While the Central Bank has been paying a great deal of attention to the stability and efficiency of banking and financial system operations, including the operations of the credit unions, it has not been neglecting its larger development functions. I therefore wish to report on two initiatives that are currently well under way. The first is, with assistance from the IFC, the establishment of a credit bureau. Details of the proposed arrangements will be made available for comment and discussion as soon as they reach an appropriate stage. The second initiative is the establishment of a national payments system to facilitate electronic single-card funds transfers and business transactions throughout the country. This will reduce the need for cheques and cash, and for businesses to operate multiple card-swiping terminals. Again, external assistance is being provided.
Regarding our road infrastructure, there can be no question that the current condition of our streets and roads leaves a lot to be desired. But there is also a great deal that is being done. The Northern Road network is benefitting from much improvement under the EU funding connected to the Accompanying Measures for Sugar. Infrastructure can also be looked at under the Banana Belt Rural Development Initiative, and the bridges at Kendal, Mullins River and Middlesex have been or are being financed. One pesky little issue underlined in the discussions was the need for road-marking and edging. The Ministry of Works has already started with the Northern Highway in the vicinity of the Tower Hill sugar factory; and I promise to do something in the next few weeks with the stretch between Ladyville and Belize City.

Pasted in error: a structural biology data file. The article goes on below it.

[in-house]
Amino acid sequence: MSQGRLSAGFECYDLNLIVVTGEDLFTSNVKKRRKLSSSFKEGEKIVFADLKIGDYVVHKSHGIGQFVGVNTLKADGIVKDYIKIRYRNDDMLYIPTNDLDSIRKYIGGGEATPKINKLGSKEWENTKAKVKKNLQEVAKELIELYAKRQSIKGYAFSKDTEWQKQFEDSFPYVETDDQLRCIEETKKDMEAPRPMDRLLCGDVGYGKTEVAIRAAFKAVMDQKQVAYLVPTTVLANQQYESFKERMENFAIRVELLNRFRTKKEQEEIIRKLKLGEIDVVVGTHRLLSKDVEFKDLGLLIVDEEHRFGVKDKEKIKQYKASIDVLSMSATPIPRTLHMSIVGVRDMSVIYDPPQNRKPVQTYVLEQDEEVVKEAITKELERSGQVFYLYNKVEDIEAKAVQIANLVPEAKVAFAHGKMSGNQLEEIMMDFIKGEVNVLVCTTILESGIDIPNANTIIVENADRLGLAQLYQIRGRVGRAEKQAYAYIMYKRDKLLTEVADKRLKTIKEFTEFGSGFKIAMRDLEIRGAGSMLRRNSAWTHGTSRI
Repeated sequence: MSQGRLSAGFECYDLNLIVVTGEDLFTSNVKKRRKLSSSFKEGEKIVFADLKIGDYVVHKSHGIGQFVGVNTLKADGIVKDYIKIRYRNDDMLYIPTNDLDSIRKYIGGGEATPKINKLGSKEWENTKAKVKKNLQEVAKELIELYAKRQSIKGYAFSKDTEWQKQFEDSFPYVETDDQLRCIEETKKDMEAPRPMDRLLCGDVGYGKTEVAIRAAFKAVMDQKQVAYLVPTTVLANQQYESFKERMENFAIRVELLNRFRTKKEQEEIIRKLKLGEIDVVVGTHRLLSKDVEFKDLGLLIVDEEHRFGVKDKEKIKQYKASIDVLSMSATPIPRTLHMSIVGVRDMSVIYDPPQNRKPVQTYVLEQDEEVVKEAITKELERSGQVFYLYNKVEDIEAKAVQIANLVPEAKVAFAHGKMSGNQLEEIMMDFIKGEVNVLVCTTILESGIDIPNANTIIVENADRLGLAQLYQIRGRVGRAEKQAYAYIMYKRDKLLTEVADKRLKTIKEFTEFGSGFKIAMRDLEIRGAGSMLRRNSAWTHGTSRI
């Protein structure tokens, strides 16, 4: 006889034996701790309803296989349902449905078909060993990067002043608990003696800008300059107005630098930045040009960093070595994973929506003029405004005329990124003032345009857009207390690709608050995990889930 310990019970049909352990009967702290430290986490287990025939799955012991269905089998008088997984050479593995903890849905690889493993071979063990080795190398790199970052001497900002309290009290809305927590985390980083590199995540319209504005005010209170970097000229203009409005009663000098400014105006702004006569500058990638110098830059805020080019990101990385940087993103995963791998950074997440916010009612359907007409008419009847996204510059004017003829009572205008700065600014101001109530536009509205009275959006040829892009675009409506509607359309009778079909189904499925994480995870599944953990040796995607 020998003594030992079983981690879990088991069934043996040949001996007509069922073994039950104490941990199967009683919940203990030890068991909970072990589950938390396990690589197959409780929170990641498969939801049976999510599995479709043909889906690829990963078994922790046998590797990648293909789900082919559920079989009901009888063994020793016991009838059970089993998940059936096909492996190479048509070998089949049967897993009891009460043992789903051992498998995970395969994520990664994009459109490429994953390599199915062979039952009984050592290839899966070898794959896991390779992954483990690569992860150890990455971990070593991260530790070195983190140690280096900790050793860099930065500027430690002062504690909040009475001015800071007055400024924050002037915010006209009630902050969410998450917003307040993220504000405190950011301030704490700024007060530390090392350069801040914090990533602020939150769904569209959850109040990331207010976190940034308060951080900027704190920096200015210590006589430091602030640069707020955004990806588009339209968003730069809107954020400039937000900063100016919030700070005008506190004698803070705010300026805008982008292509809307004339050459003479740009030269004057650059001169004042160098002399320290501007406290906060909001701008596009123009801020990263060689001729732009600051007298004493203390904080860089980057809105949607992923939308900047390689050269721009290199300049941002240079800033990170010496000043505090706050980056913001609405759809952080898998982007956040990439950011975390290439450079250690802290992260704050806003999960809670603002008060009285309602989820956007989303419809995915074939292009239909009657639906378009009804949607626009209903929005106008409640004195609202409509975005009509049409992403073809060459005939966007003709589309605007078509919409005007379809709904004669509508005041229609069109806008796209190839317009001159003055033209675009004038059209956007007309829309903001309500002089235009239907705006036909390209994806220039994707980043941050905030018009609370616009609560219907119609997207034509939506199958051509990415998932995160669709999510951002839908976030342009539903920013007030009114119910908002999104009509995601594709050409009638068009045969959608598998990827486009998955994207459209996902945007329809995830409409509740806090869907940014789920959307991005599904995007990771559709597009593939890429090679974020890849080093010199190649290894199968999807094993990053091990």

In relation to the streets in our municipalities, there is the World Bank Infrastructure Project that was to start this month, but which has been delayed some because of the usual nickel and diming of that august institution. However, major Southside operations are starting just about now in Belize City, and Northside drainage works will begin in January or February.
There is a broader issue I believe we should be looking at, and it is this: whether the appropriate technical and financial capacity to build and maintain streets and drains can optimally exist in each of our separate municipalities, or whether it ought to be centralized. While such a notion would appear to raise a question regarding the appropriate range and scope for local government activities, it is in fact entirely consistent with the contracting out of particular services, as in the case of garbage collection in Belize City. But that is perhaps a discussion for another time.